This article was first published by Vivian Chiona of Expat Nest.
Being caregiver to a loved one is not for the faint of heart. It’s often an act of hard work, sacrifice and altruistic love, with emotional highs and lows. We share some tips for looking after yourself, if you’re looking after someone else. . .
Caregiving offers the opportunity to show your love to the person in need, but it can also be extremely stressful and exhausting. And if you’re not looking after yourself, there’s a very real risk of burnout.
The most effective caregivers share common habits to keep paddling through rough waters:
Prioritize your self-care
Taking care of your own needs is vital when taking care of a loved one. Stay on top of your healthcare needs, eat as healthily as possible and get plenty of sleep. Try to include some exercise in your day, even if it’s just 10 minutes at a time. Only by taking care of your needs, can you do your best at taking care of others.
Seek out information
The more you learn about your loved one’s illness, symptoms and treatment process, the more empowered you will feel around what to expect and how to cope with potential extra needs. Educating yourself on the illness empowers you to face future challenges as a caregiver and to provide the appropriate help on time.
Searching for solutions
Be honest about problems as they arise, look for effective solutions and take action. Keep in mind that you are an expert by experience when it comes to your loved one, so look for solutions that are suitable both for you and the person who needs you.
Acknowledge your own feelings
Identify your strengths and your weaknesses. Be honest about your emotions; you have the right to all of them.
Embrace your support network
Caregivers often feel alone and believe that others cannot fully understand what they are going through. Building or leaning on your support network helps to prevent burnout and the feelings of guilt that can emerge when negative emotions arise. An expat caregiver might feel especially lonely, as most of our loved ones live far away. In that case, take advantage of technology to stay in touch with your support network abroad and those involved with the care – this way, you have the opportunity to share your thoughts and feelings with the people that care most about you. Alternatively, support groups for caregivers provide a safe space to share your concerns and get advice. Whenever possible, have open, honest conversations with your loved ones or the person you take care of regarding your personal needs, so that everyone has the same expectations; this will minimize misunderstandings.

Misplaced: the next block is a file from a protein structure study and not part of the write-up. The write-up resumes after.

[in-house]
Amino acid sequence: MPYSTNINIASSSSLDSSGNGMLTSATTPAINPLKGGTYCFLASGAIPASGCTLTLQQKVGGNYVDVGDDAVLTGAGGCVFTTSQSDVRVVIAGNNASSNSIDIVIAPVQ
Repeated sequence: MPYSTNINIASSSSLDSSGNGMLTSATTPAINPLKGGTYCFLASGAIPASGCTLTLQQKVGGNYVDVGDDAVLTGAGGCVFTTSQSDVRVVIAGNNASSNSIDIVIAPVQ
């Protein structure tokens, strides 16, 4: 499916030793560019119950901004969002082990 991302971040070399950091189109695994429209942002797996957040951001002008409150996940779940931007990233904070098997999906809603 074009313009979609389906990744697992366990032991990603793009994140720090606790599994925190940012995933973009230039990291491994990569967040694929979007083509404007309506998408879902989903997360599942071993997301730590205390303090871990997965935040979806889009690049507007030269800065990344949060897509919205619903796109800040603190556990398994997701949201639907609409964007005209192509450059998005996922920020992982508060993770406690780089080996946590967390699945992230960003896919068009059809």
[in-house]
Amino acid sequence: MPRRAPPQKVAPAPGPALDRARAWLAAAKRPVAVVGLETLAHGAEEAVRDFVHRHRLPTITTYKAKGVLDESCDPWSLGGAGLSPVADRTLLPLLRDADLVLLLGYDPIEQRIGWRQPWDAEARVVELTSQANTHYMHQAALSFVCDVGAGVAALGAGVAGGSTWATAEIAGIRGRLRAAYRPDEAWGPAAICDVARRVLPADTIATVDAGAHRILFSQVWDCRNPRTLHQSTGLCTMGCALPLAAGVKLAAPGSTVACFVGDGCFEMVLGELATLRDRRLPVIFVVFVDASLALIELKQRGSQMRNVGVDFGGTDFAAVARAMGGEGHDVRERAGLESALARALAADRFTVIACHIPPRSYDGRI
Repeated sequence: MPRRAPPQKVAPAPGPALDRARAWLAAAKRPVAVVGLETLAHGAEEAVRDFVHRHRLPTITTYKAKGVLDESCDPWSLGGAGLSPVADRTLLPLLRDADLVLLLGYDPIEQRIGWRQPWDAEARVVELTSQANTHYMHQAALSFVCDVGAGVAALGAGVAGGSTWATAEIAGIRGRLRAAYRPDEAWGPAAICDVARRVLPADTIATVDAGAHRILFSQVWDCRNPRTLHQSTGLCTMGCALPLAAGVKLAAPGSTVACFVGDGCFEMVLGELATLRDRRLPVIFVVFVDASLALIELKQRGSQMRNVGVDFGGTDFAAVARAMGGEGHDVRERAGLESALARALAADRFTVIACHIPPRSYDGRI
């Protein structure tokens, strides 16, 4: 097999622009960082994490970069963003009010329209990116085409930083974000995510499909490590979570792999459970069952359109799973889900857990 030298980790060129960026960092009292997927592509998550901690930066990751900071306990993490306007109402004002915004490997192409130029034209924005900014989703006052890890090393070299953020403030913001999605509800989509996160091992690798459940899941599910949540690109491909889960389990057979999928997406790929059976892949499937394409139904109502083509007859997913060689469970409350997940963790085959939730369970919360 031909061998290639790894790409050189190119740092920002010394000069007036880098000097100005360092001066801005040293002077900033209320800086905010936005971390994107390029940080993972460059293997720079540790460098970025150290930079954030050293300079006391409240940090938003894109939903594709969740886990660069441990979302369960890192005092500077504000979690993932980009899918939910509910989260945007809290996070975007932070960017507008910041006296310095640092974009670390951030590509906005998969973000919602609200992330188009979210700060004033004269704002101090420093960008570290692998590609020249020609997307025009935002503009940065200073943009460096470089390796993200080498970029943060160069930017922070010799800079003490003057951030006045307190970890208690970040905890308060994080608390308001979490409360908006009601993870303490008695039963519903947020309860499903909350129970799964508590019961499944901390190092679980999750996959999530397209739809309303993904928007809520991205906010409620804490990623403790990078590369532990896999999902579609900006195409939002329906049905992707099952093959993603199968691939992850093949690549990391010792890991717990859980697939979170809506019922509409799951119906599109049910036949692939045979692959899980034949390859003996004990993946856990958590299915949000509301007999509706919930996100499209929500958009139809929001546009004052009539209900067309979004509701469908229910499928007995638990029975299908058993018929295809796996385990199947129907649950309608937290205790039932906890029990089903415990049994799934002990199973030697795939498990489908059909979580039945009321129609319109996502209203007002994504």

Gratitude for what you and your loved ones already have or have accomplished can help to find acceptance and some measure of peace. Start gently, by noticing small pleasures and joys. Consider creating a gratitude journal to capture these moments of appreciation. You may not be able to control everything that your loved one is going through, but you can have some control over how you respond to the challenges.
Take a break
Caregiving is a demanding task. Once in a while, give yourself a rest and participate in activities you enjoy, like reading a good book, meeting a friend, take a warm bath or watching a great movie.
Try not to focus on what is presumably coming, since no one knows if tomorrow will be better or worse than today. Living in the present can help you stay out of anticipatory fear, worry or grief.
Seek professional help
Caregiving is hard work and it’s okay to feel overwhelmed as you try your best to support for your loved one. If you feel exhausted, irritated, tired, constantly stressed or forgetful, do not hesitate to seek professional help. If these warning signs of caregiver burnout arise, take action and don’t hesitate to let a professional support you. Feel free to get in touch with us for a free 15-minute call. An experienced psychologist or coach can help you develop skills and strategies to deal with challenging emotions in a safe place, where your thoughts and feelings will be understood.
Remember, it’s not “selfish” to prioritize yourself when someone you care about is in need. It’s a smart strategy! By staying healthy and balanced, you’ll feel more resilient in the long run (and more able to take on your care duties).
Photo: Sơn Bờm/Pexels
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